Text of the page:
Many food-poisoning bacteria have to multiply to high numbers in food before they are likely to cause illness. The four main requirements for bacterial growth are food, moisture, warmth and time.
The foods in which pathogens like to multiply are normally nutritious foods. These include meat, poultry, fish (particularly shellfish), cooked rice and pasta, milk products and eggs and also any foods which contain these as an ingredient such as meat pies, sandwiches, gravy, salads, etc.
Pathogens will grow in both raw and cooked foods. Many raw foods, particularly meat and poultry, will contain pathogens. Most such foods are cooked before consumption and thorough cooking will kill pathogens, making the food safe to eat. The consumption of foods which have not been cooked or heat-treated, however, may lead to food-poisoning.
The following foods have often been implicated in outbreaks:
It is, of course, possible to find bacteria in cooked food. Pathogens may be re-introduced to cooked foods by cross-contamination after cooking. There is also the opportunity for those bacteria which are able to produce spores when foods are cooked to become active bacteria again if the cooked food is kept in warm temperatures (within the growth zone). Cooked foods must therefore be protected from contamination and kept at the right temperature (either hot or cold).
* Note: Since raw eggs may sometimes contain food-poisoning bacteria, they should not be used as an ingredient in foods such as mousses and cold desserts which will not be cooked. It is now possible to buy and use pasteurised egg instead. This has been heat-treated to kill any pathogens. The Government advises that people vulnerable to infection such as babies, toddlers, older people, those who are already ill and pregnant women should only eat eggs that are thoroughly cooked until both the yolk and white are solid. They suggest that for other people there is little risk from eating cooked eggs.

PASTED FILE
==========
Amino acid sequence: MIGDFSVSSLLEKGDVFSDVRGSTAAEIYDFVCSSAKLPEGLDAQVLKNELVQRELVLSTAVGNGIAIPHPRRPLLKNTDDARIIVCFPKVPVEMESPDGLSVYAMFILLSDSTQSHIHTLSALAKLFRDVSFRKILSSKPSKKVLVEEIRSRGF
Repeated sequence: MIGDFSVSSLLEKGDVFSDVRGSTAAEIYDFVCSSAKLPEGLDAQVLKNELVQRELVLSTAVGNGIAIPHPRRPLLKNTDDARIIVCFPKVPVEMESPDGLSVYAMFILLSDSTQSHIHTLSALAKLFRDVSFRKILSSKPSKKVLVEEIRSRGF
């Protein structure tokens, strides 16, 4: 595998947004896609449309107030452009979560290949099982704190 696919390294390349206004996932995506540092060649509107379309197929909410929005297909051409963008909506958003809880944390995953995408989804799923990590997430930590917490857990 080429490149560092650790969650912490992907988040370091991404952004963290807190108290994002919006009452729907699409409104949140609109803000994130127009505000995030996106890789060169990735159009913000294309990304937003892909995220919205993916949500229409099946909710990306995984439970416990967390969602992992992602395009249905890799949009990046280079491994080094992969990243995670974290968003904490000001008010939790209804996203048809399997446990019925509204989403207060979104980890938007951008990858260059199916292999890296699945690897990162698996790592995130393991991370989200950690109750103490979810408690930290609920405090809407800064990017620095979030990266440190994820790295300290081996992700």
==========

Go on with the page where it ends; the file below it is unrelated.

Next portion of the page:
Most foods naturally contain sufficient moisture to provide bacteria with the water they need in order to grow. Where moisture has been deliberately removed (e.g. in dehydrated foods such as milk powder, soup mixes, etc.), then bacteria will not grow whilst the food remains dry, but once water is added then bacterial growth may occur once more.
Warmth / Temperature
Bacteria have varying requirements in terms of the range of temperatures in which they will grow. Those which grow at low temperatures (usually below 20°C) are called psychrophiles and at high temperatures (above 45°C) are thermophiles. Some spoilage bacteria fall into these categories.
Most pathogens, however, like warmth and are known as mesophiles. They will grow at temperatures between 5°C and 63°C, commonly referred to as the growth or 'danger' zone and have an optimum temperature for growth of about 37°C. Listeria bacteria will grow very slowly below 5°C, but most pathogens become inactive (dormant) at low temperatures. They start to multiply more rapidly as the temperature rises.
At a temperature of about 37°C (human body temperature) pathogens multiply most quickly but as the temperature continues to rise, their rate slows down and they will stop growing altogether above 63°C. However, in order to destroy bacteria, temperatures must rise further. A temperature of 70°C for 2 minutes is recommended as a means of killing pathogens during the normal cooking process.
In ideal conditions (i.e. in moist foods at 37°C) bacteria will grow and multiply by dividing into two every 20 minutes. After 6 hours, in ideal conditions, one bacterial cell could become 131,072 bacteria.
Other Factors Affecting Growth
The acidity or alkalinity of foods will affect bacterial growth. Most bacteria like neutral conditions (pH value of 7) and will not grow in foods with a pH below 4.5, although if pathogens are introduced into an acid food, they may not necessarily die off immediately and could still cause illness.
Pathogens vary in their oxygen requirements. Those which require oxygen are called aerobes, e.g. Bacillus cereus. Those which do not need oxygen are called anaerobes, e.g. Clostridium perfringens and Clostridium botulinum. Those which will grow or survive with or without oxygen are known as facultative anaerobes and include Salmonella species and Staphylococcus aureus.
Where there are a number of different bacteria present in food, they compete for the same nutrients. Pathogens are often not as competitive as spoilage bacteria and unless present in high numbers, will usually die.